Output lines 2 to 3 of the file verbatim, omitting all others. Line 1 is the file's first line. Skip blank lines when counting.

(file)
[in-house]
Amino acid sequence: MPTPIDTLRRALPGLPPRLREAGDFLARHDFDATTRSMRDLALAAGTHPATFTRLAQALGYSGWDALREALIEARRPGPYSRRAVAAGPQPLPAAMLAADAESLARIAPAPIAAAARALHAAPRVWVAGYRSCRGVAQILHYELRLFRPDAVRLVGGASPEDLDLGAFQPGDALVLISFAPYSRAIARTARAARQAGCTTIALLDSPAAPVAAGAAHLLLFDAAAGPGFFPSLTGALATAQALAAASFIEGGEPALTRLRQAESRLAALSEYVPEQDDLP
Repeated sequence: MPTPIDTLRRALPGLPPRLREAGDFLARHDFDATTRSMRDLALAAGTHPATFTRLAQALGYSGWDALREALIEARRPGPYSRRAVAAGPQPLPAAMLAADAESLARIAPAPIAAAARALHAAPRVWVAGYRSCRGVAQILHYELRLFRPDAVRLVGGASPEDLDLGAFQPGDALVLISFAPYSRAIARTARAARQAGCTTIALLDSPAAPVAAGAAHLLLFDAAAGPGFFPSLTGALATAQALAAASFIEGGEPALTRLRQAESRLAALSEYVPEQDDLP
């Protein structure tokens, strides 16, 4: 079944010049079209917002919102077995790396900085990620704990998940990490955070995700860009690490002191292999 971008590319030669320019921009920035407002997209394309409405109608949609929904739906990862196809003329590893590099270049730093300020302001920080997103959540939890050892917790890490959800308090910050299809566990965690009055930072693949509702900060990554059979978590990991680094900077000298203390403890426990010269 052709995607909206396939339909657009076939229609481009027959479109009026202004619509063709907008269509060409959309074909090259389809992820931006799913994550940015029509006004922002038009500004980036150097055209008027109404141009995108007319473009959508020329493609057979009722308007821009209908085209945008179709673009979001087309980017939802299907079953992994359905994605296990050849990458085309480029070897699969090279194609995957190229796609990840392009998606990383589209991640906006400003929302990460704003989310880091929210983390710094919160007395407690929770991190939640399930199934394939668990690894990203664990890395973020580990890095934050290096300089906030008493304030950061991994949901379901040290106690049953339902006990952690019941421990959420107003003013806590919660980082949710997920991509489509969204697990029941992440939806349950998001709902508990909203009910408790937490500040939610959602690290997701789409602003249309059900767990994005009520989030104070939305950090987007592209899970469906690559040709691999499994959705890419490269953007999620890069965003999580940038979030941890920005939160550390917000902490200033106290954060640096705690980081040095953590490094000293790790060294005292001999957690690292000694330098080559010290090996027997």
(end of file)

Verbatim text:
Amino acid sequence: MPTPIDTLRRALPGLPPRLREAGDFLARHDFDATTRSMRDLALAAGTHPATFTRLAQALGYSGWDALREALIEARRPGPYSRRAVAAGPQPLPAAMLAADAESLARIAPAPIAAAARALHAAPRVWVAGYRSCRGVAQILHYELRLFRPDAVRLVGGASPEDLDLGAFQPGDALVLISFAPYSRAIARTARAARQAGCTTIALLDSPAAPVAAGAAHLLLFDAAAGPGFFPSLTGALATAQALAAASFIEGGEPALTRLRQAESRLAALSEYVPEQDDLP
Repeated sequence: MPTPIDTLRRALPGLPPRLREAGDFLARHDFDATTRSMRDLALAAGTHPATFTRLAQALGYSGWDALREALIEARRPGPYSRRAVAAGPQPLPAAMLAADAESLARIAPAPIAAAARALHAAPRVWVAGYRSCRGVAQILHYELRLFRPDAVRLVGGASPEDLDLGAFQPGDALVLISFAPYSRAIARTARAARQAGCTTIALLDSPAAPVAAGAAHLLLFDAAAGPGFFPSLTGALATAQALAAASFIEGGEPALTRLRQAESRLAALSEYVPEQDDLP